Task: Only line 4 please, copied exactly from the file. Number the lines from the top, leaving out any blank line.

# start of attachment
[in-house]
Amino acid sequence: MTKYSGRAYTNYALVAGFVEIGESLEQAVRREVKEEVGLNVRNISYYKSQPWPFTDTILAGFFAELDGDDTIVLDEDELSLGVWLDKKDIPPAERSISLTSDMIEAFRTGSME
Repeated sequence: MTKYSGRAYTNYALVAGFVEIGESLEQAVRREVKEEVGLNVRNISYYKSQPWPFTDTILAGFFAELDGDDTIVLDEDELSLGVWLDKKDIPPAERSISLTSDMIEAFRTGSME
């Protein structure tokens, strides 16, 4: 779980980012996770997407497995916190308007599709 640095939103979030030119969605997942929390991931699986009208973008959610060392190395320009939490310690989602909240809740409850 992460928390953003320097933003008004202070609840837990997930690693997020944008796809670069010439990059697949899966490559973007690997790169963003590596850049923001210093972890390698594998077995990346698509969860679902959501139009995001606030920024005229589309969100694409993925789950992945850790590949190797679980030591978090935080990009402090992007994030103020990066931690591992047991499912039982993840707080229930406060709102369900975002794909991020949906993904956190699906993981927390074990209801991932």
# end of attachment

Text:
């Protein structure tokens, strides 16, 4: 779980980012996770997407497995916190308007599709 640095939103979030030119969605997942929390991931699986009208973008959610060392190395320009939490310690989602909240809740409850 992460928390953003320097933003008004202070609840837990997930690693997020944008796809670069010439990059697949899966490559973007690997790169963003590596850049923001210093972890390698594998077995990346698509969860679902959501139009995001606030920024005229589309969100694409993925789950992945850790590949190797679980030591978090935080990009402090992007994030103020990066931690591992047991499912039982993840707080229930406060709102369900975002794909991020949906993904956190699906993981927390074990209801991932």